I don’t know why I waited so long to break out the crock pot this year. No wait, that’s not true. The reason is I don’t have enough room in the kitchen to keep it there year-round, so it goes in the basement. The pantry is in the basement, so it’s not like I don’t go downstairs to get stuff for dinner all the time. It’s a mental block that makes no sense and I know it.
Ooh, but the ice cream maker is in the kitchen. I don’t think I’ll be using that for a while. I think I just made room in the kitchen for the crock pot.
Lots of slow cooker recipes just list the ingredients and tell you to put it all in the pot. That’ll work, but it leaves out a huge amount of flavor. The secret is browning the meat before putting it in the pot. Season the tenderloins with salt and pepper.
Melt a few tablespoons of bacon fat in an uncoated pan over high heat. Brown the tenderloin all over.
While it’s browning, prep the veggies. Cut the onion into large pieces or they’ll cook down to nothing and disappear.
Cut the carrots and potatoes into uniform size pieces, so they’ll all be equally cooked at the same time.
When the tenderloin is finished browning, transfer it to the slow cooker. Return the pan to high heat until the drippings start to smoke, then deglaze it with about a cup of water. (My assistant told me the Tigger cup makes it taste better. If you don’t have Tigger, I believe Pooh might work.) Scrape up everything from the bottom of the pan.
Add the water — with all that delicious flavor in it — into the pot with the tenderloin.
Tuck the onion and garlic in around the meat.
Then add the potatoes and carrots. Add enough water to come almost to the top of the vegetables.
Add some salt and pepper on top of the vegetables.
Put the lid on and turn the cooker on. If you’re leaving it for the day, put the cooker on low for 6-8 hours. Don’t stir. The meat will fall apart.
I started this in the afternoon, so I started the slow cooker on high.
NOTE: Older slow cookers had Lo and Hi (that’s how they spelled them) settings of about 160° and 190°. Some newer ones run at 190° and 240°, so Lo on a new one can be the same as Hi on an old one. And the new ones might not have anything that matches the older Lo setting. I’ve never seen slow cookers that advertise what temperature they cook at, so make sure you know your slow cooker before leaving something on Hi for eight hours.
After about two hours I pulled the pork up on top of the vegetables. They need to get down into the water to finish cooking.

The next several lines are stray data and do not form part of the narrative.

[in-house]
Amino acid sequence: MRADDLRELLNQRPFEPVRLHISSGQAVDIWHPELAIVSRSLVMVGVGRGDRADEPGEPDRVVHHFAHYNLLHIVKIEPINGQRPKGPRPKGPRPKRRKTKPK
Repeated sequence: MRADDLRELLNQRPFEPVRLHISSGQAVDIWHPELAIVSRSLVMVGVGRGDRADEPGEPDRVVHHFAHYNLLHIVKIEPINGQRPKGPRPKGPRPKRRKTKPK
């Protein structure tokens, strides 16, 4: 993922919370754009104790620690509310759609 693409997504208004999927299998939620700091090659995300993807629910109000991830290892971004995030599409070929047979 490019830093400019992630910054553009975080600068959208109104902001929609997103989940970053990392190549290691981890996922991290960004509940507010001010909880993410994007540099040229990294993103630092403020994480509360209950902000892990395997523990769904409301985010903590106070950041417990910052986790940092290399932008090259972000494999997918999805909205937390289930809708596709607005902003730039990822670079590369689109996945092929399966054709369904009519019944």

After another hour-and-a-half on high, I checked the meat with my digital thermometer.
Now I’m not going to say government guidelines for cooking meat are too high. I’m not a doctor, so take everything you’re about to read as my unqualified opinion. Whole cuts of pork — not ground pork — are safe to eat if you cook them to 140°. If you routinely go to 160°, which is what you’ll see if you check federal guidelines, you’ll end up with dried out pork. Have you always thought pork was dry? Guess why?
So that 145° you see there was plenty.
Set the meat aside. Not because it needs to rest, like it would if you roasted it. The slow cooker doesn’t get so hot it makes the meat tighten up, so you can actually cut the tenderloin right now and not lose any moisture.
You won’t have this lovely crust if you don’t brown it up first.
The reason you set the meat aside is to scoop all the veggies out of the water. Because my kids don’t like onion I have to separate them out. That’s loads of fun.
Slice the whole tenderloin into pieces about a quarter-inch thick. Place it in the middle of a platter, and surround it with the veg.
And that could be it. But that water in the pot has lots of flavor in it. So transfer it (that’s what food writers say when the mean “dump it”) to a sauce pan and add a couple of tablespoons of flour.
Whisk the daylights out of it so it doesn’t get lumpy. If you want to make sure to avoid lumps, mix the flour into a quarter-cup of cold water first. Then slowly pour it into the hot liquid while stirring.
Add salt and pepper. Optionally add some marjoram, about two teaspoons.
Bring it to a boil, stirring frequently. The flour won’t thicken the gravy if you don’t bring it to a boil.
Keep it at a boil for two or three minutes. Strain it through cheesecloth if you’re obsessive about having perfectly smooth gravy. Otherwise just pour it straight over the pork.
And now, that’s it.
Yes, there were two hunks of pork up in the first couple of pictures, and only one at the end. The other was to go in the pork fried rice that I finally got right, after several failed attempts. Can’t wait to finally show that one. Sign up below to make sure you don’t miss it.
Want more like this? For more recipes like this, that you can hold right in your hands, and write on, take notes, tear pages out if you want (Gosh, you're tough on books, aren't you?) you might be interested in How To Cook Like Your Grandmother, 2nd edition, Illustrated. Or to learn your way around the kitchen, check out Starting From Scratch: The Owner's Manual for Your Kitchen.